Hype As a Public Good for Innovation

11 Pages Posted: 20 Mar 2017

Date Written: March 16, 2017

Abstract

Early stage innovation can benefit from cooperative pooling of distributed information and other innovation resources in order to discover entrepreneurial opportunities (what Allen and Potts (2016) call the ‘innovation commons’). The innovation commons is a private ordering, but social welfare losses arise when innovation commons fail to form, or are small and only weakly cooperative. This results in arrested Schumpeterian development. We suggest a mechanism by which a government can facilitate private cooperation in innovation commons by exploiting the behavioural heuristic of loss aversion through the public provision of targeted technology hype. What we call hypeless technologies can experience innovation failure because of an undersupply of early stage cooperation (i.e. pooling information and resources), retarding entrepreneurial discovery and cruelling the innovation trajectory. Weak cooperation occurs because of missing anticipation of regret (Kahneman and Tversky 1979) about the consequences of not being in the innovation commons. The purpose of hype is not to sell the technology, but to induce awareness that may manifest as loss aversion, which is privately resolved by supplying cooperation.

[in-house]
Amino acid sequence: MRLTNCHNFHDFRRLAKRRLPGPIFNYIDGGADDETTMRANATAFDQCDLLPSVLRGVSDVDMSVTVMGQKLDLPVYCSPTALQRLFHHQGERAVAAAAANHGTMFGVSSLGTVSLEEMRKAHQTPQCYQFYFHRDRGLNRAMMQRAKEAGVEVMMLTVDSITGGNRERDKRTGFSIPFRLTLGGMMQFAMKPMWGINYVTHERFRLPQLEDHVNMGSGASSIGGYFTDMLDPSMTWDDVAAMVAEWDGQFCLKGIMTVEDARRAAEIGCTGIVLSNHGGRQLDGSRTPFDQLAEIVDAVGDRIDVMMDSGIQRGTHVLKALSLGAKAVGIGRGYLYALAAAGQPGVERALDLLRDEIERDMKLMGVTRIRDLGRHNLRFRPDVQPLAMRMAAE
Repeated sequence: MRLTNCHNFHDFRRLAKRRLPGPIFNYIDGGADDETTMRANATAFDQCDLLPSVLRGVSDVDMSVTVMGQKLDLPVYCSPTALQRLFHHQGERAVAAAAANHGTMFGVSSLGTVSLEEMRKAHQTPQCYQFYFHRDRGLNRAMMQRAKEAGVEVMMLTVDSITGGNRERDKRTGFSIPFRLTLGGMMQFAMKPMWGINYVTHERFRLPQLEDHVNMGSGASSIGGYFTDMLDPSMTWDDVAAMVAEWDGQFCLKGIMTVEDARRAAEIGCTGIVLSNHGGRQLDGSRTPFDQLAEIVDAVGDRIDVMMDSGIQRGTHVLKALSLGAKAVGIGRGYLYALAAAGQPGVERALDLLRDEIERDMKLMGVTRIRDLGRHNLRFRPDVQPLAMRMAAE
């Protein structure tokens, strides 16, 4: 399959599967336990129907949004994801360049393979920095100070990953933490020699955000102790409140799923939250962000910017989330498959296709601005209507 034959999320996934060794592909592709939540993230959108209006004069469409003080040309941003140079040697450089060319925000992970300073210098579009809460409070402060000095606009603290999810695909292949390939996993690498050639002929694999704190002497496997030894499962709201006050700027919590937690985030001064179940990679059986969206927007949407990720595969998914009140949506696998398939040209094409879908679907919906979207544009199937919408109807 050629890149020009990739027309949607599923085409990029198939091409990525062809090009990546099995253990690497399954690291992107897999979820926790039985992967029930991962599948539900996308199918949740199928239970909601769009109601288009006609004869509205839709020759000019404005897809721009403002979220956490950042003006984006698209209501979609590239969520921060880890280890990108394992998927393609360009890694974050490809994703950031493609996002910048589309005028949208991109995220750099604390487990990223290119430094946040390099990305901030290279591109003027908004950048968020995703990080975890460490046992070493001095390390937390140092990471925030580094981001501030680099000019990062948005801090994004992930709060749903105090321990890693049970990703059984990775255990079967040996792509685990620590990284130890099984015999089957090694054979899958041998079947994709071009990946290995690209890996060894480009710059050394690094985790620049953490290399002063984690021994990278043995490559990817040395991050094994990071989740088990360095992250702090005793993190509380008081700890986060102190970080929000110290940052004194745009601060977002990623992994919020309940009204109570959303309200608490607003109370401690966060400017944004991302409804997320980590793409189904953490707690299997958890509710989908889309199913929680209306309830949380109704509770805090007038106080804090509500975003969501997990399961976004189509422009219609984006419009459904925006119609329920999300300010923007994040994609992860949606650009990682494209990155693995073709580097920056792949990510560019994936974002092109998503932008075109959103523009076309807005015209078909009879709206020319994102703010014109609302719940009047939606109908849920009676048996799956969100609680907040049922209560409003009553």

Keywords: innovation economics, new technology, hypecycle, market failure, behavioral economics

JEL Classification: B52, O3

Suggested Citation

Potts, Jason, Hype As a Public Good for Innovation (March 16, 2017). Available at SSRN: https://ssrn.com/abstract=2934675 or http://dx.doi.org/10.2139/ssrn.2934675

Jason Potts (Contact Author)

RMIT University ( email )

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